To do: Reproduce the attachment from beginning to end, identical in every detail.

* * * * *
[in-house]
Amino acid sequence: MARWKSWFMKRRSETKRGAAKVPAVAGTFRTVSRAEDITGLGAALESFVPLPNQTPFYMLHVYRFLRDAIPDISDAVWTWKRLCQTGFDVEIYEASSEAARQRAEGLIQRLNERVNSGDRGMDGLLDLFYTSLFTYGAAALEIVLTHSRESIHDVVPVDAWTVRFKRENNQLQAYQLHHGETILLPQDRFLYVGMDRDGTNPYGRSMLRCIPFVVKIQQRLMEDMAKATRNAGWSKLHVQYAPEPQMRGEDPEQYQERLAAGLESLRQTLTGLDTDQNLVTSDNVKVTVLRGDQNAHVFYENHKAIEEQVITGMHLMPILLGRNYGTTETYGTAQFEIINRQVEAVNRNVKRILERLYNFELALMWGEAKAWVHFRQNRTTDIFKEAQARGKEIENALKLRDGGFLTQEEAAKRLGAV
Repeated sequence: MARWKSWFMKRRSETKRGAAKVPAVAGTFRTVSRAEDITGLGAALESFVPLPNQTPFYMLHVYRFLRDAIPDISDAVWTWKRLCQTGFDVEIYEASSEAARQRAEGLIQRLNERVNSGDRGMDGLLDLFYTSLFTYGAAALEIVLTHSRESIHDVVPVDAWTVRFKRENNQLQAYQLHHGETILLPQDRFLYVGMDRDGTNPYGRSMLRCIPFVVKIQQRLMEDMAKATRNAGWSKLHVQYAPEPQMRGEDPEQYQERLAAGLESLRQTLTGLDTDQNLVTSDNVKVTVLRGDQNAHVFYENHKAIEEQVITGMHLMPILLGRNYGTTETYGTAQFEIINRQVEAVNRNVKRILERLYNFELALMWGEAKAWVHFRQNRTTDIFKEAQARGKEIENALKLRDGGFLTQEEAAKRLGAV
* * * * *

[in-house]
Amino acid sequence: MARWKSWFMKRRSETKRGAAKVPAVAGTFRTVSRAEDITGLGAALESFVPLPNQTPFYMLHVYRFLRDAIPDISDAVWTWKRLCQTGFDVEIYEASSEAARQRAEGLIQRLNERVNSGDRGMDGLLDLFYTSLFTYGAAALEIVLTHSRESIHDVVPVDAWTVRFKRENNQLQAYQLHHGETILLPQDRFLYVGMDRDGTNPYGRSMLRCIPFVVKIQQRLMEDMAKATRNAGWSKLHVQYAPEPQMRGEDPEQYQERLAAGLESLRQTLTGLDTDQNLVTSDNVKVTVLRGDQNAHVFYENHKAIEEQVITGMHLMPILLGRNYGTTETYGTAQFEIINRQVEAVNRNVKRILERLYNFELALMWGEAKAWVHFRQNRTTDIFKEAQARGKEIENALKLRDGGFLTQEEAAKRLGAV
Repeated sequence: MARWKSWFMKRRSETKRGAAKVPAVAGTFRTVSRAEDITGLGAALESFVPLPNQTPFYMLHVYRFLRDAIPDISDAVWTWKRLCQTGFDVEIYEASSEAARQRAEGLIQRLNERVNSGDRGMDGLLDLFYTSLFTYGAAALEIVLTHSRESIHDVVPVDAWTVRFKRENNQLQAYQLHHGETILLPQDRFLYVGMDRDGTNPYGRSMLRCIPFVVKIQQRLMEDMAKATRNAGWSKLHVQYAPEPQMRGEDPEQYQERLAAGLESLRQTLTGLDTDQNLVTSDNVKVTVLRGDQNAHVFYENHKAIEEQVITGMHLMPILLGRNYGTTETYGTAQFEIINRQVEAVNRNVKRILERLYNFELALMWGEAKAWVHFRQNRTTDIFKEAQARGKEIENALKLRDGGFLTQEEAAKRLGAV